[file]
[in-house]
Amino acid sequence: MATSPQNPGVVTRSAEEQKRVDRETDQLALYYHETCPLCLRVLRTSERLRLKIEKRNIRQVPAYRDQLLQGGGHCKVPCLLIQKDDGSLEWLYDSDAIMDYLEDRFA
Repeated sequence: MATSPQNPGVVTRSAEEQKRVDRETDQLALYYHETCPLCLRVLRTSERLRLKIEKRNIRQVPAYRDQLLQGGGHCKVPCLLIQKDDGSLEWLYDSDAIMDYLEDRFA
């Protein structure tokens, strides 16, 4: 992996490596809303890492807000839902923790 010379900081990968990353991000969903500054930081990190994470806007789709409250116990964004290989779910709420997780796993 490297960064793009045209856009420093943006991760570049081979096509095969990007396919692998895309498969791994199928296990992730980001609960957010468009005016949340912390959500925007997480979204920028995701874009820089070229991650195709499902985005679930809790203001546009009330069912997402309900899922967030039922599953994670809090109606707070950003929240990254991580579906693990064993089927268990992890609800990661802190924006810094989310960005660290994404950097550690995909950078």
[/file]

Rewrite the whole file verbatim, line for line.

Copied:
[in-house]
Amino acid sequence: MATSPQNPGVVTRSAEEQKRVDRETDQLALYYHETCPLCLRVLRTSERLRLKIEKRNIRQVPAYRDQLLQGGGHCKVPCLLIQKDDGSLEWLYDSDAIMDYLEDRFA
Repeated sequence: MATSPQNPGVVTRSAEEQKRVDRETDQLALYYHETCPLCLRVLRTSERLRLKIEKRNIRQVPAYRDQLLQGGGHCKVPCLLIQKDDGSLEWLYDSDAIMDYLEDRFA
């Protein structure tokens, strides 16, 4: 992996490596809303890492807000839902923790 010379900081990968990353991000969903500054930081990190994470806007789709409250116990964004290989779910709420997780796993 490297960064793009045209856009420093943006991760570049081979096509095969990007396919692998895309498969791994199928296990992730980001609960957010468009005016949340912390959500925007997480979204920028995701874009820089070229991650195709499902985005679930809790203001546009009330069912997402309900899922967030039922599953994670809090109606707070950003929240990254991580579906693990064993089927268990992890609800990661802190924006810094989310960005660290994404950097550690995909950078």